Wellbeing. It’s more critical than ever.  Emotional, mental, physical and social health matters, be it at home or at work. There are tools and services available to get you the help you need.

On this page you can:

  • Access the Healthcare worker wellbeing centre
  • Explore what support services are available
  • Learn more about Victoria’s surge workforce.
Picture of Dr Naomi Brokenshire

Understanding and supporting healthcare worker wellbeing – key insights and strategies

In-depth interview with Dr Naomi Brokenshire from the University of Melbourne, expert in and champion of healthcare worker wellbeing with extensive clinical and academic experience.

Read the full interview

Healthcare worker wellbeing centre

Safer Care Victoria’s Healthcare worker wellbeing centre launched in February 2021 and is a place where you can find out about mental health and wellbeing.

Wellbeing can mean something different to each one of us, and the type of support we need will also differ from person to person. But what is important, is knowing where to get help when you need it.

The video below shows just how differently each of us see wellbeing.

  • Transcript

    [Music throughout the video]

    [Text: Wellbeing Matters…]

    [Text: To me, wellbeing at work is:]

    [Katrina Rushworth Continuous Improvement Coach holding sign ‘To me, wellbeing at work is’]

    To me wellbeing at work is not only about your physical safety at work but its also about working in an environment that’s psychologically safe.

    [Zlatko Language Services English/Macedonian holding sign ‘My wellbeing is supported by:’]

    Family and management.

    [Talks in Macedonian]

    [Maria Di Petro Manager Workforce Wellness Programs holding sign ‘To me, wellbeing at work is:’]

    Feeling connected to my immediate team and to other teams of individuals in the wider organisation. It is also about having supportive management that allows me to be me at work.

    [Emma Cashin Speech pathologist holding sign ‘To me, wellbeing at work is:’]

    Enjoying coming to work, having a laugh with colleagues and seeing positive outcomes with my patients.

    [Anne Barton Operations Manager BreastScreen holding sign saying ‘To me, wellbeing at work is:’]

    To me workplace wellbeing relates to all aspects of working life from quality and safety and the physical environment to how workers feel about their work and their working environment.

    [Thi Nguyen Registered Nurse Surgical Ward holding sign ‘To me, wellbeing at work is:’]

    Having a very good work-life balance and working with an amazing group of people who always support me 100 per cent

    [Daniel McCollough Health and Wellbeing Coordinator holding sign ‘To me, wellbeing at work is:’]

    To me wellbeing at work is supported by my team. They are compassionate, caring and always open to having a conversation and checking in to see how I’m doing.

    [Priscilla Campbell Registered Nurse Midwife holding sign ‘To me, wellbeing at work is:’]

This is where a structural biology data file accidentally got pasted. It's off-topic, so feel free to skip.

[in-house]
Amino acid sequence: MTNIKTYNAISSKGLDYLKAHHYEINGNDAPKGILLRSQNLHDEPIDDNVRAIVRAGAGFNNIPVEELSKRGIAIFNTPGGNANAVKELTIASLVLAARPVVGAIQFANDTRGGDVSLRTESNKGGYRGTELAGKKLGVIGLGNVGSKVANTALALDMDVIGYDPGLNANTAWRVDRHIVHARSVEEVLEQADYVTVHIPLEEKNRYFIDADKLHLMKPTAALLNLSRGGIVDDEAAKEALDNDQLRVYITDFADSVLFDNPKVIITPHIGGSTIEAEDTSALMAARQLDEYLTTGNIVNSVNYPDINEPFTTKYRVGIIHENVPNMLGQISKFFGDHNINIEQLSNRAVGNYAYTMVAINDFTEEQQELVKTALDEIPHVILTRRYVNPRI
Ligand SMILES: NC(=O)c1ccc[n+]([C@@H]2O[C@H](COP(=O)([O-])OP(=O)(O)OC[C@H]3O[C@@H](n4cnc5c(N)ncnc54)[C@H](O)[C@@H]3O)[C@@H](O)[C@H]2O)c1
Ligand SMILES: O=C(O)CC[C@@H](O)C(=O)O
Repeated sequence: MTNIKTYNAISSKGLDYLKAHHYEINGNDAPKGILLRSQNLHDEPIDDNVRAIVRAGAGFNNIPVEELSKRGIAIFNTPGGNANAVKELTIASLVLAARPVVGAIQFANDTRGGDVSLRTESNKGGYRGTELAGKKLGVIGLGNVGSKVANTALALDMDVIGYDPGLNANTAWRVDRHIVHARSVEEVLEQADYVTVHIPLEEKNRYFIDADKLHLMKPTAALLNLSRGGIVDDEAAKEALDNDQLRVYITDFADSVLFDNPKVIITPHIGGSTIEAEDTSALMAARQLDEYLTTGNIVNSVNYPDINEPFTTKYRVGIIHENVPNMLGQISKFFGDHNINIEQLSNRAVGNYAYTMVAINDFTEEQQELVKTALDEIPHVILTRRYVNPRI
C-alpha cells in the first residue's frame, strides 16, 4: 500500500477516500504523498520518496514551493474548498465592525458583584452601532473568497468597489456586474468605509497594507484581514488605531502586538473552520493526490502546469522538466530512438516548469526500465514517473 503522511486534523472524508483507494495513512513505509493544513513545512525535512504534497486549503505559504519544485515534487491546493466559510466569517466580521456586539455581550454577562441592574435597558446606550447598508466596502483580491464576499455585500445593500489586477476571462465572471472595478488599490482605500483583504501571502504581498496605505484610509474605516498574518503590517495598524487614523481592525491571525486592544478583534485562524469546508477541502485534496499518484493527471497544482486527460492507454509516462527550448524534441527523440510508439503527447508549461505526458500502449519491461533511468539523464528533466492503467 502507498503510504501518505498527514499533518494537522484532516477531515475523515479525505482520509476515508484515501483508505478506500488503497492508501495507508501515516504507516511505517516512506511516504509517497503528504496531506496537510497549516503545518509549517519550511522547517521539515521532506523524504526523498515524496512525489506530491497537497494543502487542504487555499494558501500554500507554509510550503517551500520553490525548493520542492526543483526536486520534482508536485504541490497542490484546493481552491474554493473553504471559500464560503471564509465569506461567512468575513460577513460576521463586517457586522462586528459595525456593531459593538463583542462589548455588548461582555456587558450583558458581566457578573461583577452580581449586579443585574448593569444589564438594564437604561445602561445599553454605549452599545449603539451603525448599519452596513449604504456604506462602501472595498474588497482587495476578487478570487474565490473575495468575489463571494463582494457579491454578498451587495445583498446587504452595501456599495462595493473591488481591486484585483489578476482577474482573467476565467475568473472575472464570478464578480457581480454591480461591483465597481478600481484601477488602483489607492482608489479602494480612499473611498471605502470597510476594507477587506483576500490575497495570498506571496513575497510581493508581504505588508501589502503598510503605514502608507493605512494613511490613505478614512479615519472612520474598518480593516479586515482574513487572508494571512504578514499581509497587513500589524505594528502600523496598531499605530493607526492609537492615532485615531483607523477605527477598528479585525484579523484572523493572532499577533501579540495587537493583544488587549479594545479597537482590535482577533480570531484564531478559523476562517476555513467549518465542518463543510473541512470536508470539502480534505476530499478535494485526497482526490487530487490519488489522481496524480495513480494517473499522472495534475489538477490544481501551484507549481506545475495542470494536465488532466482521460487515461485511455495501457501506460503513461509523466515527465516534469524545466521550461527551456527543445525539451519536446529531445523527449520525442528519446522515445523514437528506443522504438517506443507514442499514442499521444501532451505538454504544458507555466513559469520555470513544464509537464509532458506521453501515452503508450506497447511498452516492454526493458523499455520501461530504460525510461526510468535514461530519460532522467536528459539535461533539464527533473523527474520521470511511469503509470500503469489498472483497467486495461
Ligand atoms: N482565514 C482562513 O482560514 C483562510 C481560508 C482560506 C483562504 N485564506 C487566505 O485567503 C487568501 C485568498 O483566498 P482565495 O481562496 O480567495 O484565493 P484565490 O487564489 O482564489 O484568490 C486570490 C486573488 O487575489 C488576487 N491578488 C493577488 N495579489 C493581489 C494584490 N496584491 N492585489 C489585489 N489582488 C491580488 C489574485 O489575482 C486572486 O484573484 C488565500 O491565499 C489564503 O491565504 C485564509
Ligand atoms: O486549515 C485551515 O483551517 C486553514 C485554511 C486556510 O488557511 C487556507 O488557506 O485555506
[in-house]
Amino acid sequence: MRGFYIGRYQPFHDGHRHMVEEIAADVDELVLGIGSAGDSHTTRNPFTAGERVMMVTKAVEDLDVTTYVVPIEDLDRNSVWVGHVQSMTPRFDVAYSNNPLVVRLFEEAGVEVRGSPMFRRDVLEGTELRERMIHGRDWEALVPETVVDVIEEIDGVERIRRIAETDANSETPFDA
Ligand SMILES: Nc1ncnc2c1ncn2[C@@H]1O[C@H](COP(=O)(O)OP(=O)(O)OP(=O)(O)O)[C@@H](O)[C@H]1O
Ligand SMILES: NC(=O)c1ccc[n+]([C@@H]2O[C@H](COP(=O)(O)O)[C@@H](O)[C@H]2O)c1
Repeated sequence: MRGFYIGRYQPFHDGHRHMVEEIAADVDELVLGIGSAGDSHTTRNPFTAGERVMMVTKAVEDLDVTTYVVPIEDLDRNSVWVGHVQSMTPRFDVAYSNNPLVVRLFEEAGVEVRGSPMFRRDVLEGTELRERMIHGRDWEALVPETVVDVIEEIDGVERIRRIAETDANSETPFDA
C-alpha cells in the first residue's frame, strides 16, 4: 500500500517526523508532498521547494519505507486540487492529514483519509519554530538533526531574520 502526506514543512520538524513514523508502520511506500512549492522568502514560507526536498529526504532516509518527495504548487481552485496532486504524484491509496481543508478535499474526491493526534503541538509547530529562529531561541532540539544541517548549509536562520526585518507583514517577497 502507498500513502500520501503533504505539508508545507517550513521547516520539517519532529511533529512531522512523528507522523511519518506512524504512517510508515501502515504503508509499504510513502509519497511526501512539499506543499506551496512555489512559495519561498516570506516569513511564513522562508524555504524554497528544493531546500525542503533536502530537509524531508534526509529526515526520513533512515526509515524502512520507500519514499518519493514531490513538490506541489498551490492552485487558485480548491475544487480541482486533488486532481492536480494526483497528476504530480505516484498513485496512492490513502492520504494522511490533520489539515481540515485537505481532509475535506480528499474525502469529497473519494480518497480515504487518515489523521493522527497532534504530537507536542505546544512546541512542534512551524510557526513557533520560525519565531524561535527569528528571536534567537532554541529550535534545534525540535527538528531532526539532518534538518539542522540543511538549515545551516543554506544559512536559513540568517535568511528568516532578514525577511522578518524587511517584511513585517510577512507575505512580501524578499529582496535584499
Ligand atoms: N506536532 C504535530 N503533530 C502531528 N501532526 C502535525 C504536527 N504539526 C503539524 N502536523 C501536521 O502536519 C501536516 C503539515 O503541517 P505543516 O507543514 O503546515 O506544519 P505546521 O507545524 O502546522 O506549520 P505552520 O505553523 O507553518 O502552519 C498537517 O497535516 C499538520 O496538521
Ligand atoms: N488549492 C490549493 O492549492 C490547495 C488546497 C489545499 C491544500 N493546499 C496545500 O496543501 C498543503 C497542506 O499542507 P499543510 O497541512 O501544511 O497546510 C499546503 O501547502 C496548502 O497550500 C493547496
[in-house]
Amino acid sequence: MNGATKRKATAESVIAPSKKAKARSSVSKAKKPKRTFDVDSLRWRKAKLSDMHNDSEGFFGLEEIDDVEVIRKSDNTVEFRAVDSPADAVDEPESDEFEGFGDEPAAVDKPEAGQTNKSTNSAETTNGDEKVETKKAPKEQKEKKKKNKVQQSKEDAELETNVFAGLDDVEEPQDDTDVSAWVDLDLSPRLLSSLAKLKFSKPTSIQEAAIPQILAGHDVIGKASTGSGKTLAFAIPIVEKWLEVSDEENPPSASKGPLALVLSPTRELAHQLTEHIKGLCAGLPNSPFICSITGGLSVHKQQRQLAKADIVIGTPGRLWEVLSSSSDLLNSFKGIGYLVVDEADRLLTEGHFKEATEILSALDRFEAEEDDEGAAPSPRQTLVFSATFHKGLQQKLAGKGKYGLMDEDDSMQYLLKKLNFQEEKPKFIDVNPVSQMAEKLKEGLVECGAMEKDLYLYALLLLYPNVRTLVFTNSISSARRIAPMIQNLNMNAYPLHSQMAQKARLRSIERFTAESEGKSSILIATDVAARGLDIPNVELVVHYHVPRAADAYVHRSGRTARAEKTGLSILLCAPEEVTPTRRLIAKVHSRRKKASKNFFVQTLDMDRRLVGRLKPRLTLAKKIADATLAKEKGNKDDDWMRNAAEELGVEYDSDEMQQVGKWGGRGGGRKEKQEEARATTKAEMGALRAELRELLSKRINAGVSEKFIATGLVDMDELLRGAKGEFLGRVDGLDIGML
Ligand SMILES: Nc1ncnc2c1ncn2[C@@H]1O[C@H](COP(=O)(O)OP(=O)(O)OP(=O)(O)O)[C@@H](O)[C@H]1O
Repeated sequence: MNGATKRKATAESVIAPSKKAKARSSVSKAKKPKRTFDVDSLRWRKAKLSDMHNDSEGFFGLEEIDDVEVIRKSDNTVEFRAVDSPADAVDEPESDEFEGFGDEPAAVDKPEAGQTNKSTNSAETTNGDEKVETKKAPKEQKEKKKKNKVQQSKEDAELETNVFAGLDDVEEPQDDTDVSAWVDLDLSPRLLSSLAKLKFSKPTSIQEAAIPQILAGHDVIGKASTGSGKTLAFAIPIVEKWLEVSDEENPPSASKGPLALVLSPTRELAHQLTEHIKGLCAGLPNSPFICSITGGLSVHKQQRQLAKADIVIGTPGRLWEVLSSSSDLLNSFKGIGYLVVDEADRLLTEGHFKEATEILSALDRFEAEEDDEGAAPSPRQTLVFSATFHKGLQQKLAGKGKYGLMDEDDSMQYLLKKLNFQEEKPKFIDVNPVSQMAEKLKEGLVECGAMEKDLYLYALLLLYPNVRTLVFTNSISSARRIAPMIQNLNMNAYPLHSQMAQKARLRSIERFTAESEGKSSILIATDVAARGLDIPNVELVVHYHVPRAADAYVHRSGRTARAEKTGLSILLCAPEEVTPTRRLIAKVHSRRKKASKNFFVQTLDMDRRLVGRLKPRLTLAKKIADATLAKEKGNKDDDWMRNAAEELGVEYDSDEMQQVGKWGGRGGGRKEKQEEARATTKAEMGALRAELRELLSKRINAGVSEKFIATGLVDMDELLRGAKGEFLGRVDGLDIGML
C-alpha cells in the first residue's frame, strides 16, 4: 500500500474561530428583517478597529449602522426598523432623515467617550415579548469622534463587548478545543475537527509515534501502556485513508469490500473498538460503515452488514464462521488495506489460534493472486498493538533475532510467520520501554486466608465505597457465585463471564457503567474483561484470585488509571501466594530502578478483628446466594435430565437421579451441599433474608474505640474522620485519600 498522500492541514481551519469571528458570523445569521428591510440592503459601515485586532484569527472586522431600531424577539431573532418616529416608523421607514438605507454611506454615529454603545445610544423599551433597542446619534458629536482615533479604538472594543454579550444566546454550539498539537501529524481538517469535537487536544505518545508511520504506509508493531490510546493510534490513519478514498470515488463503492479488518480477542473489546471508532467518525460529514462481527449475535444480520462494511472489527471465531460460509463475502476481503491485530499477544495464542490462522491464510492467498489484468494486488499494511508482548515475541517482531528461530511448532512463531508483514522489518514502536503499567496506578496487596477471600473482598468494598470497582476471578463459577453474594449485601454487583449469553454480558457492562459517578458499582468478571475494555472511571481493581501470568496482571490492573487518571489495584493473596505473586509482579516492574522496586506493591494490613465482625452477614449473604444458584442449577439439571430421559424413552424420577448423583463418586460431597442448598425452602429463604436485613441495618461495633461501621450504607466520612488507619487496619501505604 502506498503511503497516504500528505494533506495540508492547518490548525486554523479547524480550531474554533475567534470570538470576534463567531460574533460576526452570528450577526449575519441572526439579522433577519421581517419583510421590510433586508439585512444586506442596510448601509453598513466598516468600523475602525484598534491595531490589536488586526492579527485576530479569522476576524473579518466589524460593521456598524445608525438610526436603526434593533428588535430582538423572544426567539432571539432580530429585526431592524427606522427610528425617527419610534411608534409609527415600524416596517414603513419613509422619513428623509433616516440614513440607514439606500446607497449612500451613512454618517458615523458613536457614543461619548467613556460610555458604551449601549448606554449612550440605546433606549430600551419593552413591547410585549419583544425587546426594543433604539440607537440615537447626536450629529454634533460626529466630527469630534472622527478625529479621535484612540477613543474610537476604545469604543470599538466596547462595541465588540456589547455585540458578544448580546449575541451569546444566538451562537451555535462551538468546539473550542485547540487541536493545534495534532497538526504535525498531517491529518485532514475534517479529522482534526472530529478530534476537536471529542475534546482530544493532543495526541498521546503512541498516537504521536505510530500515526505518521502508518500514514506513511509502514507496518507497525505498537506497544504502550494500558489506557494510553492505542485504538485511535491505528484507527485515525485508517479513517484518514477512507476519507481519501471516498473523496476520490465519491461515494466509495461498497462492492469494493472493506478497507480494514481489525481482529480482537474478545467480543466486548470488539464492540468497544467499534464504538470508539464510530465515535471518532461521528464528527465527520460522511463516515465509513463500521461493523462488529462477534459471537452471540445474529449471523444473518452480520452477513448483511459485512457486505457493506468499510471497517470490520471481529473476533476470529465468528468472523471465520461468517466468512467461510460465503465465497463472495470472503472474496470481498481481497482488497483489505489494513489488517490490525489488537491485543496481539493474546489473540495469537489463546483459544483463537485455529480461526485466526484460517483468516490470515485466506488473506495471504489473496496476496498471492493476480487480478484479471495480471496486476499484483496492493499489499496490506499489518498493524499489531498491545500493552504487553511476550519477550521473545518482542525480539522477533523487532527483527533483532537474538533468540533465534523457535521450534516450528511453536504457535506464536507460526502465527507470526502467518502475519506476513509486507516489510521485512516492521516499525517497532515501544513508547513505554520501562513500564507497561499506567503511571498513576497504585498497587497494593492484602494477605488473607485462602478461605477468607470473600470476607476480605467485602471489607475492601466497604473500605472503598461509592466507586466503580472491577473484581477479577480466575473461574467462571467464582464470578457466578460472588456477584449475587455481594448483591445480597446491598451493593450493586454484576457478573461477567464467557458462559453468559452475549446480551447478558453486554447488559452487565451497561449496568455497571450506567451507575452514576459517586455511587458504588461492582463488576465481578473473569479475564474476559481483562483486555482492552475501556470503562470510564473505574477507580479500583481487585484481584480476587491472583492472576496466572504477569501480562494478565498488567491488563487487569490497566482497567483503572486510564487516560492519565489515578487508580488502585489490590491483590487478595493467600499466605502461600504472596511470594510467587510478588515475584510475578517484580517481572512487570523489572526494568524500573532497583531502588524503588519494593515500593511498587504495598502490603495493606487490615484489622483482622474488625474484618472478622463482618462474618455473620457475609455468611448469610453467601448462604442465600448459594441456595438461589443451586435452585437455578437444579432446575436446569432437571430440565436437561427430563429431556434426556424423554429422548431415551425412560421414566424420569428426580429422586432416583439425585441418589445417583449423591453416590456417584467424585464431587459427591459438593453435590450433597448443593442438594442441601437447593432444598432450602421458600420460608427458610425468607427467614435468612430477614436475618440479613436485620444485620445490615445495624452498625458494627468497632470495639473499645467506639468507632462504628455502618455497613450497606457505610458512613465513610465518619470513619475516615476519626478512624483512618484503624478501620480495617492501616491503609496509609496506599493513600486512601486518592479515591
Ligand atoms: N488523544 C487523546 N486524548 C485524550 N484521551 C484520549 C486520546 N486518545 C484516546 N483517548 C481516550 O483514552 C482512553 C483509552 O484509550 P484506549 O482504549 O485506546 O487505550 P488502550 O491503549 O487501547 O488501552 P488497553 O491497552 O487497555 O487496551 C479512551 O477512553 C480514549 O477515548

For me wellbieng at work is being in a positive inclusive environment that offers support and opportunity of personal growth and development.

    [Joanne Blyth Personal Care Attendant Residential Aged Care]

    Wellbeing at work to me means being confident, knowing my job and working as a team member

    [Lydia Kokonis Registered Nurse Emergency holding sign ‘To me, wellbeing at work is:’]

    Satisfied, feeling safe right through to being healthy and stable and having a sense of importance and belonging

    [Julie Crowe Food Services Assistant]

    To me, wellbeing at work is being able to come to work, safe and clean environment.

    [Ella Roos Occupational Therapist holding sign ‘To me, wellbeing at work is:’]

    Being comfortable to share any concerns or issues that I’ve got and just having fun with my colleagues whether its at work or after work as well

    [Text: My wellbeing is supported by:]

    [Anita Munoz GP]

    So I feel that wellbeing in my clinic is supported by little things that are actually super important that’s seeking advice from colleagues when you need help with a difficult case, allowing enough time for rest, having a lunch break, taking annual leave, going outside for a walk and if you’re unwell staying home to allow yourself to get better before you then go back into practice to treat others.

    [Dominique Brown Graphic Designer holding sign ‘My wellbeing is supported by:’]

    My wellbeing is supported by the people around me. My family and friends, my colleagues, my organisation and the support systems they have in place. They’re my network and they are my strength.

    [Maddy Prior Registered Nurse Surgical Ward holding sign ‘My wellbeing is supported by:’]

    My wellbeing is supported by spending time with my friends, family and my dog, along with spending time doing things I love.

    [JD Security holding sign ‘My wellbeing is supported by:’]

    My wellbeing is supported by my manager and other managers plus my colleagues.

    [Danielle Panaccio Senior General Medicine Registrar holding sign ‘My wellbeing is supported by:’]

    My wellbeing is supported by having enough time outside of work to relax and recharge. For me that means sleeping, exercising and spending time with family and friends.

    [Sylvia Food Services holding sign ‘My wellbeing is supported by:’]

    Management and especially when it comes to my personal life

    [Kerryn Fraser Patient Service Assistant]

    My wellbeing is supported by my fellow colleagues and support of my radiology team.

    [Geoff Toogood Cardiologist and Founder “Crazysocks4docs” holding sign ‘My wellbeing is supported by:’]

    Support by having the time and space to recharge and regroup. One way I do that is by swimming in one of the most perfect place for me to swim. This here, in the ocean where I can regroup with nature.

    [Text: If I am concerned about the wellbeing of a colleague, I:]